Partly because Dole's Viagra confessional broke the ice. And partly because, Hutcherson says, women of her generation assume they can — and should — be partners with their doctors in their health care. They did it with birth control. And now they want to do it with menopause. So they're researching, comparing notes and pressing their doctors about how to deal with some of the more uncomfortable aspects of menopause.

"Women are saying, 'I don't have to live with it. I see the commercials on TV, I'm reading about it in the magazines and online, and I know that I don't have to accept this, that there are things that can make my sex life, and my life in general, better,' " Hutcherson says.

Those commercials can be a two-edged sword, though.

Dr. Janet Pregler, director of the Iris Cantor UCLA Women's Health Center, thinks that a more open attitude about menopause is a great thing, but menopause marketing can be complicated. On one hand, if it raises awareness and gets women who think they have a problem to go in to be checked out, that's good. Especially if there is something that can mitigate their discomfort.

"Many of these things [being advertised] are important, and do give relief to a small number of women," Pregler says. "The issue has been, obviously ... that health care industry is an industry, and there's been this sense of 'OK, well let's sell this to as many people as we can.' "

Which, she says, leads some women who are managing their menopause just fine to wonder if they're missing something.

"I've actually had patients come in and say, 'I think there's something wrong with me — I'm not having terrible menopause symptoms, and aren't I supposed to have those?' " Pregler says.

One would certainly think so, given the proliferation of ads for everything from hot flashes to waist-level weight gain (sometimes sardonically labeled the menopot), to dryness that makes intimacy painful, maybe even impossible. There's a supposed remedy for every complaint.

And therein lies the problem, says Utian. Companies have realized that there is big money to be made from a baby boomer demographic in full menopausal flush. In many instances, he says, we're looking at "multibillion-dollar markets." So there are lots and lots of ads that target women in menopause — some legitimate, he says, most not.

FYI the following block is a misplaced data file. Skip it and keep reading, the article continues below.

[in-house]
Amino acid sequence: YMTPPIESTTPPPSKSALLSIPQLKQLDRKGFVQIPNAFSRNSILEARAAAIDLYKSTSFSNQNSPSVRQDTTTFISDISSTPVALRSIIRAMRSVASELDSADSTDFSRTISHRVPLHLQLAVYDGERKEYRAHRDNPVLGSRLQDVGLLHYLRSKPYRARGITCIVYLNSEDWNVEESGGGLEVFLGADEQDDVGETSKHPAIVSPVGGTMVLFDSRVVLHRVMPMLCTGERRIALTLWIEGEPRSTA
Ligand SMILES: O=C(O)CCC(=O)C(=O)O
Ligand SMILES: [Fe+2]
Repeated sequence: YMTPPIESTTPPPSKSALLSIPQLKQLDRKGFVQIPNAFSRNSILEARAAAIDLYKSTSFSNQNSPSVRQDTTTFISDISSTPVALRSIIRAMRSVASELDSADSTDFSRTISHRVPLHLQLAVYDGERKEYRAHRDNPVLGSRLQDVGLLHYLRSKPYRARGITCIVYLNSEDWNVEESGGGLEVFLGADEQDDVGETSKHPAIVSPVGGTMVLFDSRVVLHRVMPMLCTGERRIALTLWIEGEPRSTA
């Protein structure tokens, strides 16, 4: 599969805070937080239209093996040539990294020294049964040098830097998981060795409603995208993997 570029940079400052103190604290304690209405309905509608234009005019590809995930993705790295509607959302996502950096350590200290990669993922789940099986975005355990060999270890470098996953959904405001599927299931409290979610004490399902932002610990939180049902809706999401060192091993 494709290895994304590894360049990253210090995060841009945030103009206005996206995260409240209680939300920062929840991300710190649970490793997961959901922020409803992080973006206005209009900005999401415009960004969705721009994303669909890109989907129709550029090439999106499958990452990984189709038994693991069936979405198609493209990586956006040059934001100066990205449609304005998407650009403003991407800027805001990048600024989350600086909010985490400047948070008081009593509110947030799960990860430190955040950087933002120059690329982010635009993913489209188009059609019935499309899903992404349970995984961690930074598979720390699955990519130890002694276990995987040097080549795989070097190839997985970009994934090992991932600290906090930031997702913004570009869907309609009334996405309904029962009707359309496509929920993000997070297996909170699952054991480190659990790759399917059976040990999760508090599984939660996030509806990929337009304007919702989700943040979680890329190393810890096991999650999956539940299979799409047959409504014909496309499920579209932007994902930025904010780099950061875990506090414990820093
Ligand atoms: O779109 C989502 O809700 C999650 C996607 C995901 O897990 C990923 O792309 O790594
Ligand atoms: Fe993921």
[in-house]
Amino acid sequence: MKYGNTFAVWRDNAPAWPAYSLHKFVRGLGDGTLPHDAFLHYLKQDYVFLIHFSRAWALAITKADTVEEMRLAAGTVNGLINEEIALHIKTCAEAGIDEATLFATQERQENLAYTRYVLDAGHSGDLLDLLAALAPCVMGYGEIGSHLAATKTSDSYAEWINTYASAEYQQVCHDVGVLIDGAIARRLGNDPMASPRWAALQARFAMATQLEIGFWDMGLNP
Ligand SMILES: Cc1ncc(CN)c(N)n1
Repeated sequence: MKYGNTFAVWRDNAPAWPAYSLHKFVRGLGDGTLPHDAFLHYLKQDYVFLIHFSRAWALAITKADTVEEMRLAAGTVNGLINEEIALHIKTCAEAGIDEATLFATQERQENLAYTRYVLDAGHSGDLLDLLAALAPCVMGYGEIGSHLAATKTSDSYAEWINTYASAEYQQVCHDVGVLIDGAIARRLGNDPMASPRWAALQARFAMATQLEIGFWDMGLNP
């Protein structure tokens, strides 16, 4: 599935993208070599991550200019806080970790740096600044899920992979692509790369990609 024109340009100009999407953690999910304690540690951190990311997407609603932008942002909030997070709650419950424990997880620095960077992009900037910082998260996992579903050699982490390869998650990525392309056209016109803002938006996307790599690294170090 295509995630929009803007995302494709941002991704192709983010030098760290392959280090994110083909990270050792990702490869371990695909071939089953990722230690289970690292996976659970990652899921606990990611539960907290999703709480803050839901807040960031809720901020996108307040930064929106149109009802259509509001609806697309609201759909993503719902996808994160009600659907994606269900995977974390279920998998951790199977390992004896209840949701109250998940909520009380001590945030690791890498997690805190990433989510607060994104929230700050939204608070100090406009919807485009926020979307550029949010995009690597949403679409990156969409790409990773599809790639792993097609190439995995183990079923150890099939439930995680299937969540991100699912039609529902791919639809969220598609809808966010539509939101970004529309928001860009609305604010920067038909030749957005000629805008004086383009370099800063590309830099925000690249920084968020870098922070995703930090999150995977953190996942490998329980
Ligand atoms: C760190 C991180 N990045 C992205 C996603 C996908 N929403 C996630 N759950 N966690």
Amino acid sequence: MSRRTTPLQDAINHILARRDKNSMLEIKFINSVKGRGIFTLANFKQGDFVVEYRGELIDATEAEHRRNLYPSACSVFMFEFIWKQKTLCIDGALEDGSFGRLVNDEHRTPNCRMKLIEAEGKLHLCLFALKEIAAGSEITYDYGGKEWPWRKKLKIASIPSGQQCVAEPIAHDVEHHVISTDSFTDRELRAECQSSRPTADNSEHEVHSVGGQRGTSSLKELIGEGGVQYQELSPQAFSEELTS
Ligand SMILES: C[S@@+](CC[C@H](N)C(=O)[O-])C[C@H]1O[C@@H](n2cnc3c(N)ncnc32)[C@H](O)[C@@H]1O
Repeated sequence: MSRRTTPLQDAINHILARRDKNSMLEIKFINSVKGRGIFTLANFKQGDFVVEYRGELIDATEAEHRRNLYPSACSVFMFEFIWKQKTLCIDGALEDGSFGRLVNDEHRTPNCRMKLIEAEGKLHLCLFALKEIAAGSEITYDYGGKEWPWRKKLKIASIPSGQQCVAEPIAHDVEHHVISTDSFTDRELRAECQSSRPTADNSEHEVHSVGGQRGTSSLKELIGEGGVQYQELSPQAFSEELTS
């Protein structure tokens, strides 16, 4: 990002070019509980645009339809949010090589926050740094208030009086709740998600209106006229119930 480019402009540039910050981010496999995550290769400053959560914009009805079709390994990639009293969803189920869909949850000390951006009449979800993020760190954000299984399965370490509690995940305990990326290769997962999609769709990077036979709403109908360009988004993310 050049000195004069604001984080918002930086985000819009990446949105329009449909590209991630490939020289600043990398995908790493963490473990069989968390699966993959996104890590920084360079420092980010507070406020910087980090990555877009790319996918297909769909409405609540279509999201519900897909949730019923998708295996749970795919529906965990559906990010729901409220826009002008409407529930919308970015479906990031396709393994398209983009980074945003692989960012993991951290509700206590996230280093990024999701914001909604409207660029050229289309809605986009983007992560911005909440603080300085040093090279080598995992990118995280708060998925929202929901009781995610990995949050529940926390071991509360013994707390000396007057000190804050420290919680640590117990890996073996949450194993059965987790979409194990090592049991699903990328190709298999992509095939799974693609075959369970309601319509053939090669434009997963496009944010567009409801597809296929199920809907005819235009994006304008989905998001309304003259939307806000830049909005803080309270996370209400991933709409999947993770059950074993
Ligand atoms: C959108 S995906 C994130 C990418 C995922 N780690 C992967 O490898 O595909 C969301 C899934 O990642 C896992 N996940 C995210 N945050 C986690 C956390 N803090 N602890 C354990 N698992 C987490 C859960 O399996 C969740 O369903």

In September, the North American Menopause Society issued a report on what works and what doesn't for hot flashes and other symptoms. Aside from hormone therapy, the doctors said there's evidence of benefit for just two treatments — cognitive behavioral therapy and clinical hypnosis. They also said that SSRI antidepressants may help, but over-the-counter and herbal remedies do not.

Utian says the former reluctance to mention menopause has given way to a very different attitude. "Instead of women whispering the word 'menopause,' " as they did a couple of generations earlier, "the word is everywhere now." And as a result, "there's a whole cohort of organizations and snake oil salesmen and so on all trying to climb in on the bandwagon."

The challenge for women in menopause is how to separate the snake oil from what really works, safely and reliably.

Copyright 2021 NPR. To see more, visit https://www.npr.org.

Karen Grigsby Bates
Karen Grigsby Bates is the Senior Correspondent for Code Switch, a podcast that reports on race and ethnicity. A veteran NPR reporter, Bates covered race for the network for several years before becoming a founding member of the Code Switch team. She is especially interested in stories about the hidden history of race in America—and in the intersection of race and culture. She oversees much of Code Switch's coverage of books by and about people of color, as well as issues of race in the publishing industry. Bates is the co-author of a best-selling etiquette book (Basic Black: Home Training for Modern Times) and two mystery novels; she is also a contributor to several anthologies of essays. She lives in Los Angeles and reports from NPR West.